PRIVATE USE OF CONVICT LABOR UNDER STATUTES AUTHORIZING SUCH USE FOR "THE DURATION OF THE EXISTING WAR."
Statutes allowing private use of convict labor for "the duration of the existing war" are no longer valid and subsisting legislation because the war has been terminated.
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January 18, 1954
Honorable Peter R. Giovine
Employment Security Department
Old Capitol Building
Olympia, Washington Cite as: AGO 53-55 No. 192
We have your letter of December 21, 1953, in which you request an opinion on the following specific questions:
(1) Are sections 4, 5 and 6 of chapter 175, Laws of 1943, still effective and subsisting legislation?
(2) If your answer to (1) above is in the affirmative, do such sections violate any provision of the Constitution of the State of Washington and particularly Article 2, section 29 of that Constitution?
In our opinion the time referred to in the phrase "for the duration of the existing war" found in section 8 of chapter 175, Laws of 1943, has expired and thus sections 4, 5 and 6 of such chapter are no longer effective and subsisting legislation.
Section 8 of chapter 175, Laws of Washington, 1943, reads as follows:
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"This act is necessary for the immediate preservation of the public peace, health and safety and shall take effect immediately. Sections 4, 5 and 6 shall remain in force only for the duration of the existing war."
Sections 4, 5 and 6 of said chapter, briefly, allow, under certain conditions and with certain exemptions, convicts to perform labor on private farms and certain other types of labor for private individuals.
At the time of the approval of the above chapter by the Governor on March 19, 1943, the United States was at war with Japan, Germany, Italy, Hungary, Rumania, Bulgaria, and Finland. By the Paris Peace Treaties of 1947, treaties of peace were concluded with the last five named nations. In 1951 a peace treaty was concluded with Japan which is known as the San Francisco Peace Treaty of 1951. No peace treaty has been concluded with Germany. However, House Joint Resolution 289; 65 Stat. 451, was passed by the Senate on October 18, 1951, and was approved by the President on the following day; and on October 24, 1951, the President, by Proclamation 2950; 16 Fed. Reg. 10915, proclaimed that the state of war between the United States and the government of Germany was terminated on October 19, 1951.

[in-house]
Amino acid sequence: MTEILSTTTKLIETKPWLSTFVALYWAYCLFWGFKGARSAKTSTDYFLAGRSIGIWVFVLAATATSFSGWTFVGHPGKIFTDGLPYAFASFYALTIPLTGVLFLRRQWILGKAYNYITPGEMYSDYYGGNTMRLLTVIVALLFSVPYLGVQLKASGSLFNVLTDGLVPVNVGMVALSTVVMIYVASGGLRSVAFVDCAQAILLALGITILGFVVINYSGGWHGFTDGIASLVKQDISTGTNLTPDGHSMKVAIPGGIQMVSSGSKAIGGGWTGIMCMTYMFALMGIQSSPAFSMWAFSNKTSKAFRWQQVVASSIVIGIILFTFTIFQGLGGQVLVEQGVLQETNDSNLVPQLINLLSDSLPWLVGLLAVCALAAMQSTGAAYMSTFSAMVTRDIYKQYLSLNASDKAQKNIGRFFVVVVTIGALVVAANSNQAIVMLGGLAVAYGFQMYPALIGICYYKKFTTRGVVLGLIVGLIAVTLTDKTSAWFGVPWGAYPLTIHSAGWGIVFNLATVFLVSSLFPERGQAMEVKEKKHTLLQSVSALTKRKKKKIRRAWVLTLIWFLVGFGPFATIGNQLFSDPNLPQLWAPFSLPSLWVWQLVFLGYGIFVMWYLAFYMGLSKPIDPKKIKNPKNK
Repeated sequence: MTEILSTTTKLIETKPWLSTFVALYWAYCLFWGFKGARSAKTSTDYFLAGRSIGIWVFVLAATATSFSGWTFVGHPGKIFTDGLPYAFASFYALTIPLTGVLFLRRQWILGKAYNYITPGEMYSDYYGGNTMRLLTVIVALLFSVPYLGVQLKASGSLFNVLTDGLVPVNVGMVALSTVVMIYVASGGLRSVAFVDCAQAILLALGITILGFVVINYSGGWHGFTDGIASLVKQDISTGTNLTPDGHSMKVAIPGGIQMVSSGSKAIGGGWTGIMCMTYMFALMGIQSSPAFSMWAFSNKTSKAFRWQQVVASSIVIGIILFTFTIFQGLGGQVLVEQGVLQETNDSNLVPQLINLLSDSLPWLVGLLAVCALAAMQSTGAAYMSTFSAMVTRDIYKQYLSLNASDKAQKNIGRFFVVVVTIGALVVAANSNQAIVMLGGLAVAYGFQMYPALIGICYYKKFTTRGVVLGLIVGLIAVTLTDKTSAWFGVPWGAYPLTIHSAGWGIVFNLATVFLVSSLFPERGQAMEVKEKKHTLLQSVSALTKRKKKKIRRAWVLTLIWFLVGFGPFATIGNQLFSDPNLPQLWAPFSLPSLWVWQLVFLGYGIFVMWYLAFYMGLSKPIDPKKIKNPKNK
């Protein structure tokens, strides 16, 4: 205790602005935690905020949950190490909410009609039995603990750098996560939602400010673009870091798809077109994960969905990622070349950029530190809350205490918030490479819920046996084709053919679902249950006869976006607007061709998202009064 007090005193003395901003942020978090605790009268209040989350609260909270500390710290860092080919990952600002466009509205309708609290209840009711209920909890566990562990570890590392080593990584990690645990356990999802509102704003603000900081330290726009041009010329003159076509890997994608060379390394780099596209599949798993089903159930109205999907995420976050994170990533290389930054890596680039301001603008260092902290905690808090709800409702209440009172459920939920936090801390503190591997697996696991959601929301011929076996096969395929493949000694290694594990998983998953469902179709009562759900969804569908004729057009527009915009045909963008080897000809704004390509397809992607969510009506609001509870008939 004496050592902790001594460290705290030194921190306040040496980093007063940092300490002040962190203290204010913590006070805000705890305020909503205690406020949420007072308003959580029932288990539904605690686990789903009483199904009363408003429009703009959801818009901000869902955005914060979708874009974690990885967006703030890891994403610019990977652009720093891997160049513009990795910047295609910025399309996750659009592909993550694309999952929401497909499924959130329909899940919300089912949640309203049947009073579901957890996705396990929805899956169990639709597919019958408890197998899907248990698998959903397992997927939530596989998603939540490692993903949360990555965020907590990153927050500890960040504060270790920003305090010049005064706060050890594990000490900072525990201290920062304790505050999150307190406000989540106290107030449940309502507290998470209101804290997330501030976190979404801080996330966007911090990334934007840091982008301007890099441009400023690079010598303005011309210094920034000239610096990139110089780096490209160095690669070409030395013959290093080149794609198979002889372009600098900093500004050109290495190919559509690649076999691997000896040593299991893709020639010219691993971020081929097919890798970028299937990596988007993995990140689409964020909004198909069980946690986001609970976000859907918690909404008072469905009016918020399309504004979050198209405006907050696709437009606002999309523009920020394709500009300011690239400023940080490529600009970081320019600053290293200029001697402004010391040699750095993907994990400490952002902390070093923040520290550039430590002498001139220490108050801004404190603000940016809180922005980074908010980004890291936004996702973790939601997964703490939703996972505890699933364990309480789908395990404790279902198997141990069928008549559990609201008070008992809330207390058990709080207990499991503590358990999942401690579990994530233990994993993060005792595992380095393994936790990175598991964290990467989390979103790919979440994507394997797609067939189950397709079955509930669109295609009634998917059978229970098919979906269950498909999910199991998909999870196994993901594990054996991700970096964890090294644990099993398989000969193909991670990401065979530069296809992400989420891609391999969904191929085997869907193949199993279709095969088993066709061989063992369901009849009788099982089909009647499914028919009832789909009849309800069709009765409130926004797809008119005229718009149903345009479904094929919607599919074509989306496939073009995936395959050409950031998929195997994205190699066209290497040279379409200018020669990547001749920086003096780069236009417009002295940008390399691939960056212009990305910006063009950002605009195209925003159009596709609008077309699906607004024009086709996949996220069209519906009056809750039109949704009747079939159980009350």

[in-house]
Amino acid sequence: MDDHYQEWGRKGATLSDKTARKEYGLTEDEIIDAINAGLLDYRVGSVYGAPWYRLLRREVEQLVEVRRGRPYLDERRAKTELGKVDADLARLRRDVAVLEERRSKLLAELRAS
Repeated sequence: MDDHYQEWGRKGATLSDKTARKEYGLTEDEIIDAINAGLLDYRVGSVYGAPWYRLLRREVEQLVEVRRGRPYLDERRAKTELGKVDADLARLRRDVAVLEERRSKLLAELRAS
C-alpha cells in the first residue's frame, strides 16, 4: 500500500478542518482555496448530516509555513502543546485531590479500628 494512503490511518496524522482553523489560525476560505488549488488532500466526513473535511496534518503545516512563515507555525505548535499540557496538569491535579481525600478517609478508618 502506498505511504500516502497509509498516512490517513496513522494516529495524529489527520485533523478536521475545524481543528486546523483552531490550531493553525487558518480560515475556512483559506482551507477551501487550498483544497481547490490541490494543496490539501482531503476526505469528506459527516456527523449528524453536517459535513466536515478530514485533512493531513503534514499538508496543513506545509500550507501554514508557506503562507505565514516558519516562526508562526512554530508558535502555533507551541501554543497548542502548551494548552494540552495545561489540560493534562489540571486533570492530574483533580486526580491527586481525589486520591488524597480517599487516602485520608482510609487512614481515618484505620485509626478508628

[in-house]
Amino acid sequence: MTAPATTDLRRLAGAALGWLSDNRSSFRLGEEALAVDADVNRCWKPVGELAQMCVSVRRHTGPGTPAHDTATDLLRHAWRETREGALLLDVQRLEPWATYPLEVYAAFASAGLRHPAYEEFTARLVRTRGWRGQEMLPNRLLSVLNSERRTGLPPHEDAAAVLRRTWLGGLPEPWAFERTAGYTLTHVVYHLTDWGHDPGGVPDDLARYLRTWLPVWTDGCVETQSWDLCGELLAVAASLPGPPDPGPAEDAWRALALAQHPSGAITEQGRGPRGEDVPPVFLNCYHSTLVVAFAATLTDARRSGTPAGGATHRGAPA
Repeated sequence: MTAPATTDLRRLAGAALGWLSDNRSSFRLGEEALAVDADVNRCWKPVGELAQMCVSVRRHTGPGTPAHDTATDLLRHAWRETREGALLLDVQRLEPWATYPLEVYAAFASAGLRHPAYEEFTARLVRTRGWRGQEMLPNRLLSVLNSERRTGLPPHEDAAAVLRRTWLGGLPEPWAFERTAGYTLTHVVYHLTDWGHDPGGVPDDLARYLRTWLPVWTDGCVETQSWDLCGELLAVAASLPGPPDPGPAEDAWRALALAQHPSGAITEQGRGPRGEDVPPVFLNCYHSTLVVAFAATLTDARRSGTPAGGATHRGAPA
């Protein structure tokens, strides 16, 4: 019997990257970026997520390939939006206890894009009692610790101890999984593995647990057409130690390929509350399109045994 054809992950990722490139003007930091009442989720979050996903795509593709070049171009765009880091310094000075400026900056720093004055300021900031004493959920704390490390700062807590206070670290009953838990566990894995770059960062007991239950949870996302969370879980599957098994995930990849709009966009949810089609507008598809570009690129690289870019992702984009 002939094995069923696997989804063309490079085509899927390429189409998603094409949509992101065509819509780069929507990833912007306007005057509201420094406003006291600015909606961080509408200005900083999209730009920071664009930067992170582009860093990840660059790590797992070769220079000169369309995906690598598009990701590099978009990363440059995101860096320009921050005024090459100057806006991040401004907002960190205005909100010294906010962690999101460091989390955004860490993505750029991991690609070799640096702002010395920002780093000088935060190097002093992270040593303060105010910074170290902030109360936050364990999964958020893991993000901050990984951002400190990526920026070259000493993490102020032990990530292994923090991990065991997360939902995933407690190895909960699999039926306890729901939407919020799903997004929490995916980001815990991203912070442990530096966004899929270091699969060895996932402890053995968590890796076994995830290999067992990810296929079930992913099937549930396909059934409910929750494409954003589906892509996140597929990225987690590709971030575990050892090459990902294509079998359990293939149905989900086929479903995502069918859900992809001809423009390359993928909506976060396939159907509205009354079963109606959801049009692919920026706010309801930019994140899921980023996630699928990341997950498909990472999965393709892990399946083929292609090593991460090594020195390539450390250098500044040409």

While the conclusion of the state of war with Germany by unilateral action, such as resolution and proclamation, rather than by bilateral action of a treaty of peace raises interesting and complex questions in the field of international law, it seems too clear to require citation of authority that the sections of the act in which you are interested are domestic or municipal law as distinguished from international law.
Turning then to the field of domestic law, we find that there are two distinct lines of authority on the question of the termination of a state of war. Our Supreme Court in the case ofHoover v. Sandifur, 25 Wn. (2d) 791, describes the two lines of authority on the basis that one line holds:
"* * * that the termination of a state of war is a political, rather than a judicial, question and may be brought about only by legislative resolution or executive proclamation." (Emphasis ours),
and describes the second line of authority as holding:
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"* * * that such terms as 'duration' and 'end of war' mean, as commonly understood, the cessation of actual hostilities."
One of the best reasoned cases that we have found in that second line of authority was decided by the Washington Supreme Court in 1930. InState ex rel. Peter v. Listman, 157 Wash. 229, the court said, on page 235:
"* * * the language of a written law must be read in a sense which harmonizes with the subject-matter and general purpose and object of the law."
So far as the first line of authority is concerned, the war has been terminated by proclamation, consequently the requirements of the rule propounded by those courts has been satisfied. It would also appear that the reasoning of the courts following the second line of authority has been satisfied. If one considers the situation confronting the legislature in 1943, namely, a nation at war being required to use all of its available manpower and resources to wage that war and to produce material for such purpose, including foodstuffs, and contrasts it with the situation now existing; the general purpose and object of the law was satisfied when the situation which it was designed to meet had ceased to exist.
In view of the above, it is our considered opinion that the time to which the phrase "for the duration of the existing war" used in section 8 of chapter 175, Laws of 1943, applies has expired, and sections 4, 5 and 6 of such chapter are no longer effective and subsisting legislation.
As we read your letter of December 21, 1953, the above answer to the first question obviates the necessity of expressing any opinion on the second question therein contained.
Very truly yours,
J. D. THOMAS, JR.
Assistant Attorney General